Simon Tam’s Journey to the U.S. Supreme Court
Crystal Broughan, Intellectual Property Attorney May 10, 2018 in Intellectual Property
Recently, I had the pleasure of attending the Defense Research Institute (DRI) Intellectual Property Litigation seminar in Denver, Colorado. Simon Tam was one of the featured speakers and he spoke about his journey to the U.S. Supreme Court in the case of Tam v Matal. (See blog article Disparaging Words and ‘The Slants’ on March 8, 2018)
Simon Tam and his legal teams were the persistent force that led to the U.S. Supreme Court issuing a unanimous decision declaring the Disparagement Clause in the Lanham Act unconstitutional after over 70 years. Since 1946, this clause prohibited the registration of trademarks that may “disparage . . . or bring . . . into contempt or disrepute” any “persons, living or dead.” 15 U.S.C. §1052(a).
When Simon Tam started the journey with a trademark application for a word mark in one class, he had no idea that it would take more than seven years and numerous lawyers and trademark experts to finally obtain a trademark registration for one mark in one class. Most individuals and businesses would not have the patience or money to take on a legal battle like this one.
Listening to Simon Tam speak about his experiences along the way and his motivation to make positive change was very inspiring. His battle with the USPTO brought a great deal of notoriety to THE SLANTS and Simon Tam. They have played their music in every possible venue, including prisons where gangs of white supremacists were in the audience. They are spreading their positive message against racial bias everywhere they play and speak.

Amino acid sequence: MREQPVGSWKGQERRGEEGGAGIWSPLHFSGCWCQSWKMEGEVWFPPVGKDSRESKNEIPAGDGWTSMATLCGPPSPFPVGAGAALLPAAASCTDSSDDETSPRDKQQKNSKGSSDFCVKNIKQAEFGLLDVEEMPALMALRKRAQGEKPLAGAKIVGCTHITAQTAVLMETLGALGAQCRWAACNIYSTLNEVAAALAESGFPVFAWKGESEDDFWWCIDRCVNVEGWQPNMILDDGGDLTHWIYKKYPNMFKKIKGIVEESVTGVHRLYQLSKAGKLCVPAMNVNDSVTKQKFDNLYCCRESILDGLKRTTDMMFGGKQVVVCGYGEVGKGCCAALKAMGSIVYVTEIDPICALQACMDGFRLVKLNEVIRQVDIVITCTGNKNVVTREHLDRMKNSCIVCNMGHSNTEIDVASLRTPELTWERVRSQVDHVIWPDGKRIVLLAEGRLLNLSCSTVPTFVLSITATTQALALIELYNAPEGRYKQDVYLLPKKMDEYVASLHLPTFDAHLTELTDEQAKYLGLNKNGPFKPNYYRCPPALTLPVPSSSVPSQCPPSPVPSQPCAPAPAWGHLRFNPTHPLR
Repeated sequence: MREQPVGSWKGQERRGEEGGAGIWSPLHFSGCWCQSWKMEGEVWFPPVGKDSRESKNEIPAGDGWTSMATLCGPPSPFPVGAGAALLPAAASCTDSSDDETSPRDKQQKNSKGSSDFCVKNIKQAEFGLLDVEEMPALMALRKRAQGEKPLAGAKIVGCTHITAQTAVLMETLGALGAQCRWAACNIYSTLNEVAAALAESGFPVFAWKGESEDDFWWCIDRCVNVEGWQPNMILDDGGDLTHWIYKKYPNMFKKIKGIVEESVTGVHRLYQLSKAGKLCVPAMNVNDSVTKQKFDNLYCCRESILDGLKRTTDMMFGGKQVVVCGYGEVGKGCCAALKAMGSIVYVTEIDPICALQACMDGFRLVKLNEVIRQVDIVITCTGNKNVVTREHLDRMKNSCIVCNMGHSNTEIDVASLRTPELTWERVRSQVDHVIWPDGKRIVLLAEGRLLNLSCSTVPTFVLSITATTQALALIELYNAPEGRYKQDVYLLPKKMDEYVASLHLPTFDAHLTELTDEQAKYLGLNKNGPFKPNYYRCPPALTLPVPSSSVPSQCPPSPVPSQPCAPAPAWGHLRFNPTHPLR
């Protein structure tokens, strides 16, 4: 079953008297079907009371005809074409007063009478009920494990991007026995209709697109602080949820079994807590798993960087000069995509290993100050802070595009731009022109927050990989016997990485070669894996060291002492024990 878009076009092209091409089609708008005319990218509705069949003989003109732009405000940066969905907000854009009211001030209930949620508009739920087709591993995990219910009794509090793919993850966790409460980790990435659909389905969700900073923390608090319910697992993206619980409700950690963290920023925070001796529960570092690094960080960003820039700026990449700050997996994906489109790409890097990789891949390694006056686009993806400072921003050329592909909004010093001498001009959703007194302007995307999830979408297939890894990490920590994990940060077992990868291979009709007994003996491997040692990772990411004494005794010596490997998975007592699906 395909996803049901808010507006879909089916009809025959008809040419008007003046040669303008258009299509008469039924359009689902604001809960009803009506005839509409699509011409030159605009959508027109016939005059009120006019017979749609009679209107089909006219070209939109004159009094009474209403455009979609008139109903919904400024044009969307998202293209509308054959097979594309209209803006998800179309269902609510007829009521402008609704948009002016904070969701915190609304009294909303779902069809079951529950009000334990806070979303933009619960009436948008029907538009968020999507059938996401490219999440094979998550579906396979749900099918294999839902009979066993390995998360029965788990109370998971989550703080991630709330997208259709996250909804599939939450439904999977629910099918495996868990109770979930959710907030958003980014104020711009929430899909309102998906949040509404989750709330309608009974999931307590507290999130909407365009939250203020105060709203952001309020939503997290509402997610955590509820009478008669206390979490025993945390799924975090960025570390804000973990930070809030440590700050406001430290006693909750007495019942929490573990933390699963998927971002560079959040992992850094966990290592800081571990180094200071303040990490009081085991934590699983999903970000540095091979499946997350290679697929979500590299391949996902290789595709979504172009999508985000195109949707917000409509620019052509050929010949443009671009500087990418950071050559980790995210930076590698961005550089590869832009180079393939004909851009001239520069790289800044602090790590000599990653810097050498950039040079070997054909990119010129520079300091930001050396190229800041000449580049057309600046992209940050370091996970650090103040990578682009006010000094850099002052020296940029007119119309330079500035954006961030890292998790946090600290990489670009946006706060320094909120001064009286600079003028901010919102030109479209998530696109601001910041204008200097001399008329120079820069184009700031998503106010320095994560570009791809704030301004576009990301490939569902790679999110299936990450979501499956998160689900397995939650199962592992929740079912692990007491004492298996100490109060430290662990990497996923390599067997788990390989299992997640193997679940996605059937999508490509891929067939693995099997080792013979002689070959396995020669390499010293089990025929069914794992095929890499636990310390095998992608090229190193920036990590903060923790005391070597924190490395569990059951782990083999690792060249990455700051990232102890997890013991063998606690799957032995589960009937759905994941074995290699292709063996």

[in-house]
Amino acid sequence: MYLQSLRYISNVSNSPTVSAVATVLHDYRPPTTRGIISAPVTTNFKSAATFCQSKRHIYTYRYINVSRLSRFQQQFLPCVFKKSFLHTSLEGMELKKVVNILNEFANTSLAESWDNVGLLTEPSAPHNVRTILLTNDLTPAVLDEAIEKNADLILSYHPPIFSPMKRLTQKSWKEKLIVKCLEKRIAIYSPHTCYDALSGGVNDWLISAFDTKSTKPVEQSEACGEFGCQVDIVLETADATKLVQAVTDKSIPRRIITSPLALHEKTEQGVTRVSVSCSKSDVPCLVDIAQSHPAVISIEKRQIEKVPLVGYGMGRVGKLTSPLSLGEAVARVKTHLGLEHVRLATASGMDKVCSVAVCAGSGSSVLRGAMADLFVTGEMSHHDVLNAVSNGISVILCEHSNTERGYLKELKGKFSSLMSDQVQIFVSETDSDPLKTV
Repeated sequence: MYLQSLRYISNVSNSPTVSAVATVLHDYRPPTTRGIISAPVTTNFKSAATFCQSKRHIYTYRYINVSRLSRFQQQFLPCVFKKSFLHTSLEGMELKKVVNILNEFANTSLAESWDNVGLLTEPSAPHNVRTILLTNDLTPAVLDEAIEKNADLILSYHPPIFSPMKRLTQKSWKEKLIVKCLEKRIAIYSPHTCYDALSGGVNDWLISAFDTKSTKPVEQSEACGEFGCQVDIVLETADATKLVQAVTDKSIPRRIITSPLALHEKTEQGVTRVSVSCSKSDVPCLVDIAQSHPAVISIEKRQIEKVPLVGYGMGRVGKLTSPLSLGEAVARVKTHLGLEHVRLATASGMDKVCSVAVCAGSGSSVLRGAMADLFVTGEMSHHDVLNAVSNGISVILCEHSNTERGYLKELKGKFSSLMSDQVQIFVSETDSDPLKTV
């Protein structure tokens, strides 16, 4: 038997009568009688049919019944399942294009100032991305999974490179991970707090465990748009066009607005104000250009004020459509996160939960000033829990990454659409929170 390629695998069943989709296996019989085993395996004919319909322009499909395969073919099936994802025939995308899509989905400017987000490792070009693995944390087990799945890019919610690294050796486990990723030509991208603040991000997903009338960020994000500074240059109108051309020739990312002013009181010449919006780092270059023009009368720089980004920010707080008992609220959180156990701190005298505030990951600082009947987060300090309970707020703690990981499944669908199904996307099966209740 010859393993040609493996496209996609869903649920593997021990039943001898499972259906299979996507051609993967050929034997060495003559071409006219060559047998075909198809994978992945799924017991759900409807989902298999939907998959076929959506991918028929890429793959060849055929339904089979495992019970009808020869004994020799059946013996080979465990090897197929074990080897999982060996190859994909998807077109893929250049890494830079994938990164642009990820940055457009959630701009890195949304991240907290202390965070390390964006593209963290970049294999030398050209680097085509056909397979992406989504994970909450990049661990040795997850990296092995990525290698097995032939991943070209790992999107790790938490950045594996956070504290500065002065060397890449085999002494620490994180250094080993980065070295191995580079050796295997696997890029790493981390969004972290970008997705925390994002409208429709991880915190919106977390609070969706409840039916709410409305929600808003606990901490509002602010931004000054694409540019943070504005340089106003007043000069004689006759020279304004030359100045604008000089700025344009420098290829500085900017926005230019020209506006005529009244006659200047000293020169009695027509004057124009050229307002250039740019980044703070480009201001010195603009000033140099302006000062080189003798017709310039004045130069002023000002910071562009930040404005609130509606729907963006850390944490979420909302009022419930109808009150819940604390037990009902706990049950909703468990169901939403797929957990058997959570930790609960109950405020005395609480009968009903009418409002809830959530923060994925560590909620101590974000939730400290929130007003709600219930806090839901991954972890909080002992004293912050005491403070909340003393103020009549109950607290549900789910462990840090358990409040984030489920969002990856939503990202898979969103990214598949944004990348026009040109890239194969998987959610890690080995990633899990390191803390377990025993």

If you get a chance to listen to Simon Tam speak about his experience, take the time to listen. Here is a summary of his journey from trademark application to the U.S. Supreme Court.
A Rejected Trademark Application
Simon Tam filed his first trademark application in March 2010 for the word mark “THE SLANTS” in Class 41 for entertainment, namely, live performances by a musical band. He included a flyer about the band and pages from the band’s website as specimens of the mark being used in commerce.
When the United States Patent and Trademark Office refused to register the mark based on the Disparagement Clause, the trademark examining attorney cited the definition of “slants” in the online Urban Dictionary, a list of ethnic slurs in Wikipedia, the Online Etymology Dictionary, news articles about “The Slants” in which Simon Tam is quoted, “Most of the people who find our name racist aren’t even Asian! We’re saying to the world ‘We’re proud of who we are, we aren’t going to hide it.’ In fact, our biggest support has been from the Asian community itself.” There were also two separate articles in which Miley Cyrus and a team of Spanish athletes posed in separate photos where they are seen pulling back the skin around their eyelids with smiles on their faces. The articles talked about the racist pose which was deemed offensive by some members in the international community.
The band members, led by Simon Shiao Tam, were all Asian-Americans. They believed that by using the derogatory term for their band name they would reclaim the term and drain it of its negative force. The Slants thought they could change the minds of the examining attorneys by providing documented evidence that the word “slants” was no longer considered negative and disparaging. “The Slants” were a positive force against racial bias, but they soon discovered they were on a long journey against institutional bias.
Simon Tam responded to the USPTO’s refusal by filing a forty-three-page response that included sixteen exhibits. The sixteen exhibits included Affidavits from prominent members of the Asian-American community and articles about The Slants. All of the exhibits demonstrated that members of the Asian-American community did not find the mark, THE SLANTS, disparaging. They also quoted the Trademark Trial and Appeal Board and argued: